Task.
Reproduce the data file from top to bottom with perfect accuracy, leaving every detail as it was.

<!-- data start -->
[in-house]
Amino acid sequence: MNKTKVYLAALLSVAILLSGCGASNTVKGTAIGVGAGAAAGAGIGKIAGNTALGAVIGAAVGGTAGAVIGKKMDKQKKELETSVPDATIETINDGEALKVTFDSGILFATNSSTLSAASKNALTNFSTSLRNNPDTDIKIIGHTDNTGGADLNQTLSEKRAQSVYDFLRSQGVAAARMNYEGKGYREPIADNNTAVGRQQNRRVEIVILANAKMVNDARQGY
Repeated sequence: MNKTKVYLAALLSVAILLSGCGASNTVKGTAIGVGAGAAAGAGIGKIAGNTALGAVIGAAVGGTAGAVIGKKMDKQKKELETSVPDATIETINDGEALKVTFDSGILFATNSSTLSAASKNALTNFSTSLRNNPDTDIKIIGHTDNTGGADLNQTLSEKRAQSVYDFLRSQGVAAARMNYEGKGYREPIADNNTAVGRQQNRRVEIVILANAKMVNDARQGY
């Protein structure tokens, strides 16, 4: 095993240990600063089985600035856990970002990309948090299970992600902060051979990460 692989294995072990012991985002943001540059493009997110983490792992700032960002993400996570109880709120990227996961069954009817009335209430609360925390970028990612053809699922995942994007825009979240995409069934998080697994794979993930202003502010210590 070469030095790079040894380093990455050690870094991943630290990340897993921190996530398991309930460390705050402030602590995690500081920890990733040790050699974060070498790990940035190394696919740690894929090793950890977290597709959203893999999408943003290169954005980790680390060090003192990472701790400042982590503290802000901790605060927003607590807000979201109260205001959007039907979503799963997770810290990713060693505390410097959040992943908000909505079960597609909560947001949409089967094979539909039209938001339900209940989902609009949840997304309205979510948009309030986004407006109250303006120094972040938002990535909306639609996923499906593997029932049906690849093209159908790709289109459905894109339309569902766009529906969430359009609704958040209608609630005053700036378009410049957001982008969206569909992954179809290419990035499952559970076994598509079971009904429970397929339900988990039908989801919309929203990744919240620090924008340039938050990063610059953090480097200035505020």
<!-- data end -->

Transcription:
[in-house]
Amino acid sequence: MNKTKVYLAALLSVAILLSGCGASNTVKGTAIGVGAGAAAGAGIGKIAGNTALGAVIGAAVGGTAGAVIGKKMDKQKKELETSVPDATIETINDGEALKVTFDSGILFATNSSTLSAASKNALTNFSTSLRNNPDTDIKIIGHTDNTGGADLNQTLSEKRAQSVYDFLRSQGVAAARMNYEGKGYREPIADNNTAVGRQQNRRVEIVILANAKMVNDARQGY
Repeated sequence: MNKTKVYLAALLSVAILLSGCGASNTVKGTAIGVGAGAAAGAGIGKIAGNTALGAVIGAAVGGTAGAVIGKKMDKQKKELETSVPDATIETINDGEALKVTFDSGILFATNSSTLSAASKNALTNFSTSLRNNPDTDIKIIGHTDNTGGADLNQTLSEKRAQSVYDFLRSQGVAAARMNYEGKGYREPIADNNTAVGRQQNRRVEIVILANAKMVNDARQGY
């Protein structure tokens, strides 16, 4: 095993240990600063089985600035856990970002990309948090299970992600902060051979990460 692989294995072990012991985002943001540059493009997110983490792992700032960002993400996570109880709120990227996961069954009817009335209430609360925390970028990612053809699922995942994007825009979240995409069934998080697994794979993930202003502010210590 070469030095790079040894380093990455050690870094991943630290990340897993921190996530398991309930460390705050402030602590995690500081920890990733040790050699974060070498790990940035190394696919740690894929090793950890977290597709959203893999999408943003290169954005980790680390060090003192990472701790400042982590503290802000901790605060927003607590807000979201109260205001959007039907979503799963997770810290990713060693505390410097959040992943908000909505079960597609909560947001949409089967094979539909039209938001339900209940989902609009949840997304309205979510948009309030986004407006109250303006120094972040938002990535909306639609996923499906593997029932049906690849093209159908790709289109459905894109339309569902766009529906969430359009609704958040209608609630005053700036378009410049957001982008969206569909992954179809290419990035499952559970076994598509079971009904429970397929339900988990039908989801919309929203990744919240620090924008340039938050990063610059953090480097200035505020």